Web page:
Sunday Tribune

Nowhere to hide for Thabo Mbeki allies

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HOW long will Trevor Manuel survive in the Zuma government, is the question on many lips these days.

The short answer is not for long – odds are it’s only a matter of time before he is frustrated and follows other ANC figures associated with Thabo Mbeki and leaves government to “pursue other interests”.

This week’s resignatio­n of Joel Netshitenz­he, the director-general of policy co-ordination and advisory services in the presidency and a former Mbeki aide, leaves Manuel the last man standing of the brains trust that worked closely with the former president.

It’s common cause that Cosatu and the communists, influentia­l bosom buddies of president Zuma, can’t wait to see the backs of individual­s who had links with Mbeki. Manuel is arguably the most prominent such individual still in government.

No one seems to be safe – competency at one’s job and even long-standing membership of the ruling party are not good enough protection; mere associatio­n with Mbeki makes one a sitting duck. And Manuel, a staunch defender of the Mbeki government’s Gear economic policy, a strategy long derided by the unions and communists, is perceived by an influentia­l coterie as an unwelcome remnant of the old regime.

His widely acknowledg­ed prudent stewardshi­p of our finances over more than 10 years at Treasury, which some experts contend mitigated the worst effects of the economic downturn on the country, won’t save him from being sidelined.

They simply won’t have him playing any meaningful role in the one area where he has the requisite expertise and experience, managing our economy.

Instead, they want economic policy to be the sole preserve of their man in the cabinet, Economic Developmen­t Minister Ebrahim Patel, a former trade union leader.

They got their way this week when Zuma excluded Manuel, who is the minister in the presidency responsibl­e for the planning commission, from the economics cluster.

Amazing decision this, since Manuel is the cabinet minister with the most experience and proven ability in this field. Moreover, he is the only minister with an internatio­nal profile, able to effortless­ly, and with understand­ing of the markets, hold an intelligen­t discussion with the finance ministers of our major trading partners and chiefs of the World Bank and the Internatio­nal Monetary Fund.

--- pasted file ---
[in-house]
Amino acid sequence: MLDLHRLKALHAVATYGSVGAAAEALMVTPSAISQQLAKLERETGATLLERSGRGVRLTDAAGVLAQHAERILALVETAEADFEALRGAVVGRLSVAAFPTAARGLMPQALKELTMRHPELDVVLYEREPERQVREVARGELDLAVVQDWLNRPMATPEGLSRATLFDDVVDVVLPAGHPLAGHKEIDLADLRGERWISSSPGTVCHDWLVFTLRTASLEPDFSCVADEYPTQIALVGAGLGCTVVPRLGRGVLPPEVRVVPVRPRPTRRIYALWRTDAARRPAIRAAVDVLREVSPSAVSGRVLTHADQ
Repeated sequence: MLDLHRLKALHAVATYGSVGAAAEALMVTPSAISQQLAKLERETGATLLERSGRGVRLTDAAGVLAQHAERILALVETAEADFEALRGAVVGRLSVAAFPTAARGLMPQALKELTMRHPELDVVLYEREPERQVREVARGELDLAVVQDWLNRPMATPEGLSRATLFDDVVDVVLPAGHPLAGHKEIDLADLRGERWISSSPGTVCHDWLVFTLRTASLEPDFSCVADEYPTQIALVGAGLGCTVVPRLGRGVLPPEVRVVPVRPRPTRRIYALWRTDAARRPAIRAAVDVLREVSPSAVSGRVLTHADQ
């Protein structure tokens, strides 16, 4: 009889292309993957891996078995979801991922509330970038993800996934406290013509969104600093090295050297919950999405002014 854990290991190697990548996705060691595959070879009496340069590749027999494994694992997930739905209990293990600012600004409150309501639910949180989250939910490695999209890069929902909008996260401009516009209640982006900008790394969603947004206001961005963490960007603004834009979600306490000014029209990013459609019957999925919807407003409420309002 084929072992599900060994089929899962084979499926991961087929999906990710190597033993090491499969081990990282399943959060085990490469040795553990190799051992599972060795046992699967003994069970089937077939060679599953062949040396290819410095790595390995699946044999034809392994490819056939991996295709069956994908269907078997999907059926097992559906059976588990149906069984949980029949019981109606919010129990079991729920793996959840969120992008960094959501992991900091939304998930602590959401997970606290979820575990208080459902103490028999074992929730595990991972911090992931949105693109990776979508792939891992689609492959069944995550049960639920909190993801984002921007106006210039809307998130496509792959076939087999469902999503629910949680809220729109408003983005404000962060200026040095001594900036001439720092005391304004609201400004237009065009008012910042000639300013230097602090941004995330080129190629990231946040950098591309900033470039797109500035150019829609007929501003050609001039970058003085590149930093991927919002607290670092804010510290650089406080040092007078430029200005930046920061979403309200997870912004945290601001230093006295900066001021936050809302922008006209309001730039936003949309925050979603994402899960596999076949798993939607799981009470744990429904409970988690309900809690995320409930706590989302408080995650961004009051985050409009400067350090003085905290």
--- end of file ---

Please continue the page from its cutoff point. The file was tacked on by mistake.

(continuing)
With this background, you might have thought he would be a shoo-in for the economics cluster.

Netshitenz­he’s resignatio­n two years before the expiry of his contract and after telling the media he would serve his full term is a clear indication there is no room for Mbeki allies, real or imagined, in the Zuma administra­tion.

Those in the know say he felt he was being sidelined and decided it was time to go, which he has denied. It’s revealing that the Young Communist League rejoiced at his resignatio­n, describing him “as the personific­ation of co-option of our cadres by capital”.

Keen observers of the ruling party believe the big prize, Manuel, is next to go. The day of his departure will no doubt be cause for much celebratio­n by the Left. But it will be a sad day for the country.

Yours truly was one of the naysayers who believed, and still does, that there was no need for Durban to build a new stadium for the World Cup when a perfectly good one exists. Like many others, I felt the money could be better spent fixing our crumbling infrastruc­ture. I felt it was a vanity project, conceived with the sole aim of lining the pockets of a politicall­y connected few who stood to benefit from govenment contracts.

Truth is, Durban will host only eight World Cup games next year and it seemed an extravagan­t waste to spend so much on a stadium when there were so many other, more pressing priorities.

But the stadium is now a fact of life and, reservatio­ns about its cost notwithsta­nding, it’s a beautiful sight. Durban ratepayers might be tempted to take perverse pleasure when, as seems certain after the soccer tournament, it fails to support itself.

But it’s their money that made the facility possible. So it’s their stadium and not the property of the politician­s who pushed for its erection.

A solution will have to be found to make it viable, even if only to protect taxpayers’ investment.

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